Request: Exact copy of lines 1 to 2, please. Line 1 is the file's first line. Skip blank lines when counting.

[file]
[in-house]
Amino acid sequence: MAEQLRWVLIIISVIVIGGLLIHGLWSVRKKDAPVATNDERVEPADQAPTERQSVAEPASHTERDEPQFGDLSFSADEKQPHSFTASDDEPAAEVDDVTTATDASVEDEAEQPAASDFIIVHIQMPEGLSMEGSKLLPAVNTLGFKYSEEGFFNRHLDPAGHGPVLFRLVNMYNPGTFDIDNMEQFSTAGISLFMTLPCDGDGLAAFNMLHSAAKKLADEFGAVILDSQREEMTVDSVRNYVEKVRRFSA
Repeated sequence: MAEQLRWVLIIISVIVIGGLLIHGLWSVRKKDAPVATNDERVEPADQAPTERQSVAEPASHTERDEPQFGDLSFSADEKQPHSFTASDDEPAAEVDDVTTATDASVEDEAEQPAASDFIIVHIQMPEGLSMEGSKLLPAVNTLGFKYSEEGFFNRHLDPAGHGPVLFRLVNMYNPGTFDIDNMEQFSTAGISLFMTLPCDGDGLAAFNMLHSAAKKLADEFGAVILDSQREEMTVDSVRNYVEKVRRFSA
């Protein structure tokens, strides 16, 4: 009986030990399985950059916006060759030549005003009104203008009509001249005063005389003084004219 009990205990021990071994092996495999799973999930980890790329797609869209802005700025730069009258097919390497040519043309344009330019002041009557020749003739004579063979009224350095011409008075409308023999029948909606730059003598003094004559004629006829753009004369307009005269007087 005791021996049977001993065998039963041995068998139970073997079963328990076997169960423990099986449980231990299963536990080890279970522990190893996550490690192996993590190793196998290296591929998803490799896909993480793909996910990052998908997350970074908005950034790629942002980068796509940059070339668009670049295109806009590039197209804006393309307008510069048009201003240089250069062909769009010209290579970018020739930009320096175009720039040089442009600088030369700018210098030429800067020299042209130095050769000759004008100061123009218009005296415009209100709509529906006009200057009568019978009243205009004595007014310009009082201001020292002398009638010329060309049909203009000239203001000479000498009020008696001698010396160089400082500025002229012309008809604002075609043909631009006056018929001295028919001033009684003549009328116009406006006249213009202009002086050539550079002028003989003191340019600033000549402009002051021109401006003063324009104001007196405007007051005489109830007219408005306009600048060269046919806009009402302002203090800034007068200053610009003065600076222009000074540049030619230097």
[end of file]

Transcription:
[in-house]
Amino acid sequence: MAEQLRWVLIIISVIVIGGLLIHGLWSVRKKDAPVATNDERVEPADQAPTERQSVAEPASHTERDEPQFGDLSFSADEKQPHSFTASDDEPAAEVDDVTTATDASVEDEAEQPAASDFIIVHIQMPEGLSMEGSKLLPAVNTLGFKYSEEGFFNRHLDPAGHGPVLFRLVNMYNPGTFDIDNMEQFSTAGISLFMTLPCDGDGLAAFNMLHSAAKKLADEFGAVILDSQREEMTVDSVRNYVEKVRRFSA